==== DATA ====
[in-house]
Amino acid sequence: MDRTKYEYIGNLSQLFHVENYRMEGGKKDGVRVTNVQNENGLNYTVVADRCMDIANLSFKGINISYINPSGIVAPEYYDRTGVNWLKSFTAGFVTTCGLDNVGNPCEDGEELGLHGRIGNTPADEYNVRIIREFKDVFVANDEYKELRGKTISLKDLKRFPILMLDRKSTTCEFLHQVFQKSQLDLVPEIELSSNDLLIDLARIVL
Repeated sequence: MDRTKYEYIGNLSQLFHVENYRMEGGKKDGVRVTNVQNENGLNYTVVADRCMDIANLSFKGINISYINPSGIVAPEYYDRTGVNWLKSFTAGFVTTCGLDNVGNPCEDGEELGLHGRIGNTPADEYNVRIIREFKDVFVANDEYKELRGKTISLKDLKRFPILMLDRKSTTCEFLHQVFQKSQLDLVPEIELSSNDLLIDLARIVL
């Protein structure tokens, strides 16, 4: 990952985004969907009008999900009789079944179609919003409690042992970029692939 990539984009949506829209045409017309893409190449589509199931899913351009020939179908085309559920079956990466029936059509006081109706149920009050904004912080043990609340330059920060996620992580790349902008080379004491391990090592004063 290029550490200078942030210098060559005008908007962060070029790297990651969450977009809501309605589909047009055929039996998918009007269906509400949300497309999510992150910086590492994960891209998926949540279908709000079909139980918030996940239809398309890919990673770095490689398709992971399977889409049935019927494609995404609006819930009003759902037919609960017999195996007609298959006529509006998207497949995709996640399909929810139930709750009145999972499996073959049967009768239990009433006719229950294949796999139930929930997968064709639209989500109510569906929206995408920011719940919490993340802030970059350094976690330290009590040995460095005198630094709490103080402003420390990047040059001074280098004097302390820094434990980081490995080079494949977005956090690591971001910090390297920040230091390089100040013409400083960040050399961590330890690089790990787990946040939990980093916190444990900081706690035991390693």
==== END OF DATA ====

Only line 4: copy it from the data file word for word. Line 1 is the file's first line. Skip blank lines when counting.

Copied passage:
């Protein structure tokens, strides 16, 4: 990952985004969907009008999900009789079944179609919003409690042992970029692939 990539984009949506829209045409017309893409190449589509199931899913351009020939179908085309559920079956990466029936059509006081109706149920009050904004912080043990609340330059920060996620992580790349902008080379004491391990090592004063 290029550490200078942030210098060559005008908007962060070029790297990651969450977009809501309605589909047009055929039996998918009007269906509400949300497309999510992150910086590492994960891209998926949540279908709000079909139980918030996940239809398309890919990673770095490689398709992971399977889409049935019927494609995404609006819930009003759902037919609960017999195996007609298959006529509006998207497949995709996640399909929810139930709750009145999972499996073959049967009768239990009433006719229950294949796999139930929930997968064709639209989500109510569906929206995408920011719940919490993340802030970059350094976690330290009590040995460095005198630094709490103080402003420390990047040059001074280098004097302390820094434990980081490995080079494949977005956090690591971001910090390297920040230091390089100040013409400083960040050399961590330890690089790990787990946040939990980093916190444990900081706690035991390693």